I believe that the legislation proposed by Congressman Lieu and Senator Markey recognizes that terrible reality. Certainly a decision that momentous for all of civilization should have the kind of checks and balances on Executive powers called for by our Constitution."
Tom Z. Collina, Policy Director of Ploughshares Fund -- "President Trump now has the keys to the nuclear arsenal, the most deadly killing machine ever created. Within minutes, President Trump could unleash up to 1,000 nuclear weapons, each one many times more powerful than the Hiroshima bomb.
Yet Congress has no voice in the most important decision the United States government can make. As it stands now, Congress has a larger role in deciding on the number of military bands than in preventing nuclear catastrophe."
Derek Johnson, Executive Director of Global Zero -- "One modern nuclear weapon is more destructive than all of the bombs detonated in World War II combined. Yet there is no check on a president's ability to launch the thousands of nuclear weapons at his command.
In the wake of the election, the American people are more concerned than ever about the terrible prospect of nuclear war -- and what the next commander-in-chief will do with the proverbial 'red button.'
That such devastating power is concentrated in one person is an affront to our democracy's founding principles. The proposed legislation is an important first step to reining in this autocratic system and making the world safer from a nuclear catastrophe."
Megan Amundson, Executive Director of Women's Action for New Directions (WAND) -- "Rep. Lieu and Sen. Markey have rightly called out the dangers of only one person having his or her finger on the nuclear button. The potential misuse of this power in the current global climate has only magnified this concern.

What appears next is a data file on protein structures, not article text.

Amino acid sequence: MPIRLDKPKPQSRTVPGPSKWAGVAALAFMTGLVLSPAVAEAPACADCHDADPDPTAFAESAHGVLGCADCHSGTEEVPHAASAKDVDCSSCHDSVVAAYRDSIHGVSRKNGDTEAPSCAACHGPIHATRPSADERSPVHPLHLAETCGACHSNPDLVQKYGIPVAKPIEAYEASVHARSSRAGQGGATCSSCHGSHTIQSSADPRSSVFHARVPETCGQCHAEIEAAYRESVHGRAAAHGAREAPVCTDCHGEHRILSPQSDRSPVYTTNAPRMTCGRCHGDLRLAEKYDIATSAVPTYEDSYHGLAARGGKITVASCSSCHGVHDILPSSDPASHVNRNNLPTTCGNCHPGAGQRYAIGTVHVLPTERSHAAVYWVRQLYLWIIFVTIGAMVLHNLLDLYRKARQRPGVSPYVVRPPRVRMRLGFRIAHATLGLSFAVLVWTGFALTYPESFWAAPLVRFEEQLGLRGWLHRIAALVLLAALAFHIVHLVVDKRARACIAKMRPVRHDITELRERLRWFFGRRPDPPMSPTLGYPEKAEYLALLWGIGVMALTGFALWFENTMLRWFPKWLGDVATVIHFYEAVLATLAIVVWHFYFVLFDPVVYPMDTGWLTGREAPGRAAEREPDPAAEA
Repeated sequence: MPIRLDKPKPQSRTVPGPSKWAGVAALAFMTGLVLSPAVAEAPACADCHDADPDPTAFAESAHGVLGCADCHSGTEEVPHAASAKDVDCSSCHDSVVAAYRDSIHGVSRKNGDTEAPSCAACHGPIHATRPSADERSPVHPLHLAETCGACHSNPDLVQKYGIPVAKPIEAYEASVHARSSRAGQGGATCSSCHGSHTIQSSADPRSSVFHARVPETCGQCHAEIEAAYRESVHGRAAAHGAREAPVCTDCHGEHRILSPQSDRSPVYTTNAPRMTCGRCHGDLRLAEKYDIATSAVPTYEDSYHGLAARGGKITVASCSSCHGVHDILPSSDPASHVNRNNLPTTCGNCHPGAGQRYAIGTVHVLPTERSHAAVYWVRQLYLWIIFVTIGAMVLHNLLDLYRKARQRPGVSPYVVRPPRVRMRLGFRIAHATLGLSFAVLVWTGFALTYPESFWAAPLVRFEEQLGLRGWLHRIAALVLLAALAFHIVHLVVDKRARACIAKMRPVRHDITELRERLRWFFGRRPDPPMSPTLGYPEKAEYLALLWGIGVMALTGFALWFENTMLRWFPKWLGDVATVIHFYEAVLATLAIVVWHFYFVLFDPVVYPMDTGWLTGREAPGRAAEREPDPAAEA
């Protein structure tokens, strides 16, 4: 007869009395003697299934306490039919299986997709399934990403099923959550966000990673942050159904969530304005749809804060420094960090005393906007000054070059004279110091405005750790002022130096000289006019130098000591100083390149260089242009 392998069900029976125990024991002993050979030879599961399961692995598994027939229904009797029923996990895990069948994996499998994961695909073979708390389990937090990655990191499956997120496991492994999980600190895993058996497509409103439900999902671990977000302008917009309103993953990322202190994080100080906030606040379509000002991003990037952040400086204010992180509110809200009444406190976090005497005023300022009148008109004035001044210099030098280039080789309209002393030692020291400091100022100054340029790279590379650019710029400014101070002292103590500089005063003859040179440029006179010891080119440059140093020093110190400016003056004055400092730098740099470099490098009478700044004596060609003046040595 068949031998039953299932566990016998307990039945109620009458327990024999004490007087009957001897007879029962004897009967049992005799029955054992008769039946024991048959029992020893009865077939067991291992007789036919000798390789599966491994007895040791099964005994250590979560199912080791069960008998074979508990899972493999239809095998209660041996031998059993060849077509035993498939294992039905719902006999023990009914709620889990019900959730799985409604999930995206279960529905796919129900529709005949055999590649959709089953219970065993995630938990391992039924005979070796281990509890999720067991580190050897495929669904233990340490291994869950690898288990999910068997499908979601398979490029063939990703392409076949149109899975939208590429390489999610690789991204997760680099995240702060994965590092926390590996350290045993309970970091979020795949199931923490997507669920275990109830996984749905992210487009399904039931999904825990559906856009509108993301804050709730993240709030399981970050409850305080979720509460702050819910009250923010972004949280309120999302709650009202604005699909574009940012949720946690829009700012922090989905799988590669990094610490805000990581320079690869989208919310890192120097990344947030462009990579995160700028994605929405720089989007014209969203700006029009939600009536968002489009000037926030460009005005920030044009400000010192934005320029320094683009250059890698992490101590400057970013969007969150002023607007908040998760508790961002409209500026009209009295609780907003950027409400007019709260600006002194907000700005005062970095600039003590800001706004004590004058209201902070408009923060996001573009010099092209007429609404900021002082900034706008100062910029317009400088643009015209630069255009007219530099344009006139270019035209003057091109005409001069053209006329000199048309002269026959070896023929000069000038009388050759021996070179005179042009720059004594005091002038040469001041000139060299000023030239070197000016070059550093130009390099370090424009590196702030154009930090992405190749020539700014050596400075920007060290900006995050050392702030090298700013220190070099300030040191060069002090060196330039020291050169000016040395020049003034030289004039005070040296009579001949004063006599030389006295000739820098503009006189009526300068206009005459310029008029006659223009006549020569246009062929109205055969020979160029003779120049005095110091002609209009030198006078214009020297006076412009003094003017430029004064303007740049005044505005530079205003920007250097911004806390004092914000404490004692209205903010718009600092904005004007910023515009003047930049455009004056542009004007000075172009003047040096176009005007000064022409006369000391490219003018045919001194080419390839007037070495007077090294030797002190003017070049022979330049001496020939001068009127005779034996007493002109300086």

It is time to make real progress toward lowering the risk that nuclear weapons are ever used again, and this legislation is a good start."
Catherine Thomasson, MD, Executive Director of Physicians for Social Responsibility -- "We must understand that our own nuclear weapons pose an unacceptable risk to our national security. The "successful" use of our own nuclear arsenal would cause catastrophic climate disruption around the world including here in the United States.
These weapons are suicide bombs, and no one individual should have the power to introduce them into a conflict. The Restricting First Use of Nuclear Weapons Act of 2017 is an important step to lessen the chance these weapons will be used."
Jeff Carter, Executive Director of Physicians for Social Responsibility -- "Nuclear weapons pose an unacceptable risk to our national security. Even a "limited" use of nuclear weapons would cause catastrophic climate disruption around the world, including here in the United States. They are simply too profoundly dangerous for one person to be trusted with the power to introduce them into a conflict.
Grounded in the fundamental constitutional provision that only Congress has the power to declare war, the Restricting First Use of Nuclear Weapons Act of 2017 is a wise and necessary step step to lessen the chance these weapons will ever be used."
Posted in accordance with Title 17, Section 107, US Code, for noncommercial, educational purposes.